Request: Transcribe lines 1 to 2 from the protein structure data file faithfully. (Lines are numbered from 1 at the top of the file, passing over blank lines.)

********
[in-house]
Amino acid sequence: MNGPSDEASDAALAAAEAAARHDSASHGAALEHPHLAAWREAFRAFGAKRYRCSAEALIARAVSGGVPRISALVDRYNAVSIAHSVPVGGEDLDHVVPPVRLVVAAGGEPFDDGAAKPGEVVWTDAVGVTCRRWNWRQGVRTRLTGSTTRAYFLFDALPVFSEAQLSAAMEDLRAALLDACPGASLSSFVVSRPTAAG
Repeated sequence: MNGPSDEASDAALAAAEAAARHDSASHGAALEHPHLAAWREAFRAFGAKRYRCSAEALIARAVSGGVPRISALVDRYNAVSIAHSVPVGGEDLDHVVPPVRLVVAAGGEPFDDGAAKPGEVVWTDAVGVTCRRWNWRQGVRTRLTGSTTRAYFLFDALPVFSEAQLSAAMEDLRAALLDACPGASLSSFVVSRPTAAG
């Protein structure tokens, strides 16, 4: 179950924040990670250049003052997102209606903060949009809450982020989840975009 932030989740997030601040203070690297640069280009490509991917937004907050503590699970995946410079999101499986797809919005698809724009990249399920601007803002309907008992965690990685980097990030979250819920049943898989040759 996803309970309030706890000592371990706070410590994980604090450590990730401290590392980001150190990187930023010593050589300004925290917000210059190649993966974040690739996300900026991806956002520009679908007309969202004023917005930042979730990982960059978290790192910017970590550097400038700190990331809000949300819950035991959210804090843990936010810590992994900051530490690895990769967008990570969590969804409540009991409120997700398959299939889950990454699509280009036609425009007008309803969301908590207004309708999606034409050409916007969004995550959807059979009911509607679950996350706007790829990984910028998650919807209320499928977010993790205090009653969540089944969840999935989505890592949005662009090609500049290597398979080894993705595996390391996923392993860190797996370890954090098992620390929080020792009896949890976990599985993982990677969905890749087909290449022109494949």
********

[in-house]
Amino acid sequence: MNGPSDEASDAALAAAEAAARHDSASHGAALEHPHLAAWREAFRAFGAKRYRCSAEALIARAVSGGVPRISALVDRYNAVSIAHSVPVGGEDLDHVVPPVRLVVAAGGEPFDDGAAKPGEVVWTDAVGVTCRRWNWRQGVRTRLTGSTTRAYFLFDALPVFSEAQLSAAMEDLRAALLDACPGASLSSFVVSRPTAAG